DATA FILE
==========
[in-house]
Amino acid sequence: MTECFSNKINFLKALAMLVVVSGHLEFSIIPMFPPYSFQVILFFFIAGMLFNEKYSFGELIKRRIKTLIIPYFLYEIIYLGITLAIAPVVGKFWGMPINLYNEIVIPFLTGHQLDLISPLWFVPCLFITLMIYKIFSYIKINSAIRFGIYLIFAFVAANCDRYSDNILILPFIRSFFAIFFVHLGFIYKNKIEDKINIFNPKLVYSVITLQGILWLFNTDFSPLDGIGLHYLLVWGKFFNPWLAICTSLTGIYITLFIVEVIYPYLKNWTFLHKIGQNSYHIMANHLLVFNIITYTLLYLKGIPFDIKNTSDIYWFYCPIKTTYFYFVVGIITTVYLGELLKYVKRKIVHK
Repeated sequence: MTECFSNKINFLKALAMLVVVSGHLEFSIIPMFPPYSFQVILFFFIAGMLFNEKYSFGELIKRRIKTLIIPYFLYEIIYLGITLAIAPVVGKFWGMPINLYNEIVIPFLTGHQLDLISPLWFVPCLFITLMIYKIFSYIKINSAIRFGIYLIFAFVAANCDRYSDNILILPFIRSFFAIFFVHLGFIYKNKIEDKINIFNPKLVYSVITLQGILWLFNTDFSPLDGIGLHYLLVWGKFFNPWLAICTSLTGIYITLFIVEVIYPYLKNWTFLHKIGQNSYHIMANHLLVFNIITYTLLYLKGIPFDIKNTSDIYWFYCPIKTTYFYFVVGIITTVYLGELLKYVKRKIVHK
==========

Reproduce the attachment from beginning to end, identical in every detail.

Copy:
[in-house]
Amino acid sequence: MTECFSNKINFLKALAMLVVVSGHLEFSIIPMFPPYSFQVILFFFIAGMLFNEKYSFGELIKRRIKTLIIPYFLYEIIYLGITLAIAPVVGKFWGMPINLYNEIVIPFLTGHQLDLISPLWFVPCLFITLMIYKIFSYIKINSAIRFGIYLIFAFVAANCDRYSDNILILPFIRSFFAIFFVHLGFIYKNKIEDKINIFNPKLVYSVITLQGILWLFNTDFSPLDGIGLHYLLVWGKFFNPWLAICTSLTGIYITLFIVEVIYPYLKNWTFLHKIGQNSYHIMANHLLVFNIITYTLLYLKGIPFDIKNTSDIYWFYCPIKTTYFYFVVGIITTVYLGELLKYVKRKIVHK
Repeated sequence: MTECFSNKINFLKALAMLVVVSGHLEFSIIPMFPPYSFQVILFFFIAGMLFNEKYSFGELIKRRIKTLIIPYFLYEIIYLGITLAIAPVVGKFWGMPINLYNEIVIPFLTGHQLDLISPLWFVPCLFITLMIYKIFSYIKINSAIRFGIYLIFAFVAANCDRYSDNILILPFIRSFFAIFFVHLGFIYKNKIEDKINIFNPKLVYSVITLQGILWLFNTDFSPLDGIGLHYLLVWGKFFNPWLAICTSLTGIYITLFIVEVIYPYLKNWTFLHKIGQNSYHIMANHLLVFNIITYTLLYLKGIPFDIKNTSDIYWFYCPIKTTYFYFVVGIITTVYLGELLKYVKRKIVHK